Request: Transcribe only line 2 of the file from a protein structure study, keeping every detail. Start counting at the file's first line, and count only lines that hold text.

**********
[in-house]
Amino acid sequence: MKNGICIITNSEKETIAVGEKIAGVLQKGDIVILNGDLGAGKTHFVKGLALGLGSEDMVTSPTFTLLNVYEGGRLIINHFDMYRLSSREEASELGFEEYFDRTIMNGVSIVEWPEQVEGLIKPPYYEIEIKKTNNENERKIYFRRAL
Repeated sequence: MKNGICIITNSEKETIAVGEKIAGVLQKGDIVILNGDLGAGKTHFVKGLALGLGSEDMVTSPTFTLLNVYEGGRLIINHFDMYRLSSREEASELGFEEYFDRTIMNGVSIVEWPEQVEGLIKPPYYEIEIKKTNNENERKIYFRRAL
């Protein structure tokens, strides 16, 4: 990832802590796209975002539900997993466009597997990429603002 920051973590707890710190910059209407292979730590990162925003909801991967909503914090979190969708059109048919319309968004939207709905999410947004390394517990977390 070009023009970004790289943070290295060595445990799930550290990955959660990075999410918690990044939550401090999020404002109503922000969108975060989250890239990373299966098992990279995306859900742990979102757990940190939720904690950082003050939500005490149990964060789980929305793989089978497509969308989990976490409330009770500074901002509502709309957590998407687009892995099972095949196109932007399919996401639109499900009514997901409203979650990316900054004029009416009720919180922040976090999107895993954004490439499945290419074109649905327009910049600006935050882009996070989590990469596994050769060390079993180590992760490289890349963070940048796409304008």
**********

Amino acid sequence: MKNGICIITNSEKETIAVGEKIAGVLQKGDIVILNGDLGAGKTHFVKGLALGLGSEDMVTSPTFTLLNVYEGGRLIINHFDMYRLSSREEASELGFEEYFDRTIMNGVSIVEWPEQVEGLIKPPYYEIEIKKTNNENERKIYFRRAL